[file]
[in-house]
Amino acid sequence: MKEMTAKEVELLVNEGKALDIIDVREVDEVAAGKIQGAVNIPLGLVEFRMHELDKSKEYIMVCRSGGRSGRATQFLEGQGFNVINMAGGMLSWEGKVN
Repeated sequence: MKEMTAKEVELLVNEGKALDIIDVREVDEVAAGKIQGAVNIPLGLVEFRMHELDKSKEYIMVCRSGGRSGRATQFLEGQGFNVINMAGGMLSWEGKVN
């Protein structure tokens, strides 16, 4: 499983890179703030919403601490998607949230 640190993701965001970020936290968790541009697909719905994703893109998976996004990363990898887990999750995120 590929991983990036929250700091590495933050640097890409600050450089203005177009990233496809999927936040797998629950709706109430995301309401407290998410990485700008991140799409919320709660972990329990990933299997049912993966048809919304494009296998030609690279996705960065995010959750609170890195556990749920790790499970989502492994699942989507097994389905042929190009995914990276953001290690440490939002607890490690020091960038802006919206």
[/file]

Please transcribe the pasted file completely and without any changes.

[in-house]
Amino acid sequence: MKEMTAKEVELLVNEGKALDIIDVREVDEVAAGKIQGAVNIPLGLVEFRMHELDKSKEYIMVCRSGGRSGRATQFLEGQGFNVINMAGGMLSWEGKVN
Repeated sequence: MKEMTAKEVELLVNEGKALDIIDVREVDEVAAGKIQGAVNIPLGLVEFRMHELDKSKEYIMVCRSGGRSGRATQFLEGQGFNVINMAGGMLSWEGKVN
């Protein structure tokens, strides 16, 4: 499983890179703030919403601490998607949230 640190993701965001970020936290968790541009697909719905994703893109998976996004990363990898887990999750995120 590929991983990036929250700091590495933050640097890409600050450089203005177009990233496809999927936040797998629950709706109430995301309401407290998410990485700008991140799409919320709660972990329990990933299997049912993966048809919304494009296998030609690279996705960065995010959750609170890195556990749920790790499970989502492994699942989507097994389905042929190009995914990276953001290690440490939002607890490690020091960038802006919206």